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White Chocolate Strawberry Entremets

I don’t know what it is about small desserts that makes them so much more appealing to make and eat–even if it takes two days to make and five minutes to devour. I want to get better at making little, intricate desserts, so when I was in Japan I visited Kappabashi-dori so that I could pick up a new silicon mold. Now I know what you are thinking, yes, you can buy these things online…but it is so much more fun to pick them out in person, and there aren’t really any stores around me–much less a whole street of stores–that has kitchen supplies like this.

Anyway, I got a new 6-hemisphere silicon mold, and when I came back from Japan I finally got the chance to try it out. (Yes, it has been 6 months between making this and blogging about this, my bad). I ended up using Sandra Bakes a Party’s recipe, as it seemed intricate and still simple enough to test out this kind of dessert for the first time. The hardest part is coordinating each of the different elements in the right order. However, if done correctly it all comes together beautifully.


While the silicon mold looked like it had a ton of room, it was actually deceptively small. I wanted to add in a ton of the white chocolate truffle filling while still fitting in the sponge cake…and because I couldn’t reign myself in I ended up with a little bit of the sponge hanging out of the bottom…oops!

Basically the sponge cake is made and cut, the truffle filling is made and set aside, a jam of your choice is held on-deck and at the ready, and the silicon mold is coated with a layer or two or three of white chocolate. Always hoping to upstage myself, I experimented a little by dusting some edible pink sugar in a few of the molds and used a paintbrush to brush in some red gel food coloring in a few of the other molds. I had no idea how it would work out when I first tried it, but it actually ended up working out just fine.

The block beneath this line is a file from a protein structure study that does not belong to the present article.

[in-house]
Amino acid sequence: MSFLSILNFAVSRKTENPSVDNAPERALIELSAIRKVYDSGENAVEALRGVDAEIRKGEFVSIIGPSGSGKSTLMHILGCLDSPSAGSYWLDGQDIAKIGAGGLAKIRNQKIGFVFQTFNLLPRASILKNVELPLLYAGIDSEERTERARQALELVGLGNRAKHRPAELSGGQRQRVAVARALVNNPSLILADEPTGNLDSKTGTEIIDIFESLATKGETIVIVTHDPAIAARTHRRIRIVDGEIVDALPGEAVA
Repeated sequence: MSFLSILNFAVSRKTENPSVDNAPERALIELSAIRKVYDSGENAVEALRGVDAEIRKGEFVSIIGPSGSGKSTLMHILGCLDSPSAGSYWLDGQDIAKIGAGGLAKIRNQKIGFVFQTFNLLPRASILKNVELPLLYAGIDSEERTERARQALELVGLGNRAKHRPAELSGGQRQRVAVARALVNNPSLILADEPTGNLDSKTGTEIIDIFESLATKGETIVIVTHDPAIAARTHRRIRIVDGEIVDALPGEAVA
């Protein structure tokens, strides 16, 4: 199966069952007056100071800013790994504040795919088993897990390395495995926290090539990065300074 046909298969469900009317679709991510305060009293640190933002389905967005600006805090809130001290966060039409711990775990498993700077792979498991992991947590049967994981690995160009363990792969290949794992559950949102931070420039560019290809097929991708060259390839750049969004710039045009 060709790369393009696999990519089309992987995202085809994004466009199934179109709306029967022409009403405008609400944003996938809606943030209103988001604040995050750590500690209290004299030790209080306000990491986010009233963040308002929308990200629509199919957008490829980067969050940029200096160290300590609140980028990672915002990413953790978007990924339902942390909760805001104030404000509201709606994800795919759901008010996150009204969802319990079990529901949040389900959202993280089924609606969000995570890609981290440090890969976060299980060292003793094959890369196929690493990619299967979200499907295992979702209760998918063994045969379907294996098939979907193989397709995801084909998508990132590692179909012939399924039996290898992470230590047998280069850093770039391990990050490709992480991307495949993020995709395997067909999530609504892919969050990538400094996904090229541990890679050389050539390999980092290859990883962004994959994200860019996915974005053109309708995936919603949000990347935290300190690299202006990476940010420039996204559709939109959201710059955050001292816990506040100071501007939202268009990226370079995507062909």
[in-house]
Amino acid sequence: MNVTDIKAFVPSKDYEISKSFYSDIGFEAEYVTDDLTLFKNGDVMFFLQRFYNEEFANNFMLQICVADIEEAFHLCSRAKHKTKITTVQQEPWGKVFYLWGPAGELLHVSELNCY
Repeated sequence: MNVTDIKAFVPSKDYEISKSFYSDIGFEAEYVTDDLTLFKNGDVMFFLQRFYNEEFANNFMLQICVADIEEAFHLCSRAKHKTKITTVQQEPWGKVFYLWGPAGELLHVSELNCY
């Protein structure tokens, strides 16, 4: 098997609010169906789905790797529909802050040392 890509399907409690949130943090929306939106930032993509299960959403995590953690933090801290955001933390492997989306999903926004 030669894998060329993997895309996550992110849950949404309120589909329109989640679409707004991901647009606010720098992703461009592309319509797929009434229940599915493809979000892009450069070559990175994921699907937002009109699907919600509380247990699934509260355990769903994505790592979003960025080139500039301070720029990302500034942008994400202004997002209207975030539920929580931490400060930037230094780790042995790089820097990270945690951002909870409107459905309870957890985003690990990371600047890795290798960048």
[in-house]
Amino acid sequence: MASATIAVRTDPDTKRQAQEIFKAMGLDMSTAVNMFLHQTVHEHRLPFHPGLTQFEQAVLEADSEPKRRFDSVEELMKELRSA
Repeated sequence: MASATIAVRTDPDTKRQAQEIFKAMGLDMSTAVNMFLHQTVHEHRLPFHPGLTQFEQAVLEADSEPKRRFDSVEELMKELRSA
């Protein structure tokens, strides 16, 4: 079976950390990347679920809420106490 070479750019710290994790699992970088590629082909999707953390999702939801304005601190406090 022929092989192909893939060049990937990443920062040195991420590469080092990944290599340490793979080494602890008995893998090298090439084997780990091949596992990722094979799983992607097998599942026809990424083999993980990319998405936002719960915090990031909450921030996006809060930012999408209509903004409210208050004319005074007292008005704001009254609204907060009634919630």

I loved the way these turned out–and trust me, they were even more delicious than they looked–so I don’t really know why I haven’t gotten around to trying out something similar with different flavors…hmmm…

DSCN5400 DSCN5388 Processed with Rookie Processed with Rookie

White Chocolate Strawberry Entremets

Ingredient List:

4 eggs
60 grams of sugar
80 grams of flour
1 vanilla bean, seeds scraped
30 grams of butter, melted
230 ml double cream
164 grams white chocolate
250 grams mascarpone cheese
strawberry jam (or really any jam of your preference)
140 grams white chocolate


1. To make the sponge cake, mix flour and vanilla seeds in one bowl, and the eggs and sugar in another.
2. Place the bowl with eggs and sugar over a pan with simmering water and stir until sugar has dissolved and the mixture is pale yellow.
3. Add the flour mixture into the eggs and stir, followed by adding in the butter, mixing to combine.
4. Pour the batter into an 11×9 pan (lined with parchment paper), baking at 180 degrees Celsius for 8-10 minutes. Set aside to cool completely.
1. To make the truffle filling, bring the cream to a boil then let it cool slightly.
2. Add in the chocolate and stir until dissolved. Remove from the stove and set aside until cooled.
3. Add the mascarpone cheese and stir until you have a smooth paste. Set aside.
1. To make the entremet, melt the remaining white chocolate and use a pastry brush to spread it into your silicon molds. Freeze and repeat with a second layer.
2. Use a cookie cutter or glass to cut circles out of the sponge cake a little smaller than the diameter of the molds. Brush one side with the jam.
3. Pipe the truffle into the mold, leaving room for the sponge. Place the sponge, jam side down, on top of the truffle.
4. Place the mold into the freezer for several hours or over night. Remove from the freezer 15-30 minutes before serving, so the white chocolate can come to room temperature.



    • Thank you! Yes, they are about 5 inches in diameter. You can buy many different sizes, either in restaurant supply stores or online, and with this recipe you could use varying sizes–really whatever mold you have on hand would probably be fine as long as it has enough space to hold each of the layers 🙂

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